In the Malay Peninsula, Indian III Corps is under increasing pressure along the Perak River, as Japanese troops cross the river and take Teluk Anson (Teluk Intan) near the west coast. The 1st Independent Company and Indian 3d Cavalry Squadron retreat from the area, while Indian 12th Brigade Group nearby barely hangs on to its position. The Japanese also attempt an ad hoc landing at Kuala Selangor late in the day, but Allied artillery prevents this. After dark, the troops in the area begin to withdraw to the Slim River. The silver lining for the Allies is that from this point onward, the Malay Peninsula narrows like a triangle reaching its apex until the peninsula reaches Singapore at the southern tip. This should favor the defense, and the Battle of Kampar which ends today is characterized as an Allied defensive victory due to the delays imposed on the Japanese. However, the inability of the Commonwealth troops to hold any defensive line for any length of time so far is a bad omen. The less ground that remains between the Japanese lines and Singapore makes Japanese air attacks easier, more effective, more often, and less costly. Eventually, the British could run out of the real estate to defend, though great hope is placed in "Fortress Singapore."

Alien Restrictions, 2 January 1942
The Seattle Star on 2 January 1942 reports on "Alien Restrictions Tightened" as restrictions on foreign nationals from Axis countries increase.
In Thailand, the American Volunteer Group (AVG, or "Flying Tigers") have been battling Japanese raiders over Rangoon since 20 December 1941 as the Allies squabble below them. Today, they launch their first raid on Japanese forces, a strike on an airbase in Thailand. This makes the title of a US Army Air Forces video, "Flying Tigers Bite Back," real. The AVG squadron leader is John Van Kuren Newkirk of Westchester, New York. Identified publicly only as "Scarsdale Jack," Newkirk is a former Navy pilot. Flying with him in their separate P-40B Tomahawk aircraft is Gregory "Pappy" Boyington, a former US Marine Corps aviator who was such a good flyer that he served as an instructor at Pensacola. Both Newkirk and Boyington are "private contractors" who are employed by the Central Aircraft Manufacturing Company (CAMCO), a front for covert US operations in Burma led by Claire "Old Leatherface" Chennault.

Italian armored personnel carrier, 2 January 1942
Italian WWII Fiat 665NM protetto (protected) or scudato (shielded) armored personnel carrier,. This photo was taken on 2 January 1942. This is an early model, perhaps a prototype, as these were developed in 1942 at the Arsenale Regio Esercito di Torino in collaboration with the Fiat Veicoli Industriali following the request of the Italian Military Staff.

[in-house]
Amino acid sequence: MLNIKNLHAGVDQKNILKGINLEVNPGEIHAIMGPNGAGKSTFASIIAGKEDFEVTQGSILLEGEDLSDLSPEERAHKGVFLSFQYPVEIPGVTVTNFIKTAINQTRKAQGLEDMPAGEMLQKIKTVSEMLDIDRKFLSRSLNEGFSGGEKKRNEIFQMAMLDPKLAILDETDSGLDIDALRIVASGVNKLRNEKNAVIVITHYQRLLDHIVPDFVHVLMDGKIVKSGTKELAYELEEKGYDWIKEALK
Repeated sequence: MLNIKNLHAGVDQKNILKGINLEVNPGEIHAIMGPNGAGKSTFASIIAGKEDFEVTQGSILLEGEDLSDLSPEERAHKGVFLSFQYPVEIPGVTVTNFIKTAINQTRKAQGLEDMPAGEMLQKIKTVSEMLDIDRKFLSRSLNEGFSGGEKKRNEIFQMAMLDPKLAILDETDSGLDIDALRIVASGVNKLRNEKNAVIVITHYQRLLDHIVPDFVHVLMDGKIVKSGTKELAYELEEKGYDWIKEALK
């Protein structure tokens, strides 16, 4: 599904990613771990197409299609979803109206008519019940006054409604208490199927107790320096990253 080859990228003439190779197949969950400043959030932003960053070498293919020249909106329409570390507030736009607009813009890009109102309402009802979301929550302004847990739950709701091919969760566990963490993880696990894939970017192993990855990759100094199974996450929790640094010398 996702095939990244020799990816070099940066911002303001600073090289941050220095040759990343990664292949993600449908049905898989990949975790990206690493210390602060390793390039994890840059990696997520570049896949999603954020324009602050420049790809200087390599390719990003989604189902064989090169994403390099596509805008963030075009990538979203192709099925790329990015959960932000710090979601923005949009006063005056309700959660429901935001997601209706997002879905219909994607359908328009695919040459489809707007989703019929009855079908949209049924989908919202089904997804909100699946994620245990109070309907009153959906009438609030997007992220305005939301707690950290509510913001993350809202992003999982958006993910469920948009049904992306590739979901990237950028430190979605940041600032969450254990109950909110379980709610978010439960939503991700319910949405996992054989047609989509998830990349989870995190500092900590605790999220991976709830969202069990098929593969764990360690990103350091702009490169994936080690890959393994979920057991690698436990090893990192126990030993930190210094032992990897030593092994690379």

Battle of the Mediterranean: The South African 2nd Division and British 1st Armoured Brigade (30 Corps, British Eighth Army) take Bardia southeast of Tobruk. A total of 2,200 German and 4,400 Italian troops who have been trapped in Bardia since the beginning of Operation Crusader in late November surrender on 2 January 1942. Other Axis troops continue to hold out near Halfaya Pass, but their situation also is hopeless and, unless Lieutenant General Erwin Rommel can stage a successful counteroffensive soon, they will be forced to surrender. While their defensive positions are good, the Axis troops in the area are running out of food and water and aerial supply by the Luftwaffe is not coming close to meeting their daily needs.

On Malta, a Bomb Disposal Officer reports finding a unique bomb with tail fins made of a blue alloy. There are other odd aspects to this weapon and how it is found. The officer reports it as a "seemingly rocket-propelled" type of bomb. If so, it is the first use of such a weapon. The trail grows cold here and it is unclear how this turns out.

A destroyed German train carrying tanks, 2 January 1942
A destroyed German train station in Maloyaroslavets, Russia, 2 January 1942. Soviet bombers destroyed this train. In the foreground is a German tank Pz.Kpfw.IV. On the second platform, a destroyed light tank Pz.Kpfw.II. Propaganda photo by Ivan Shagin.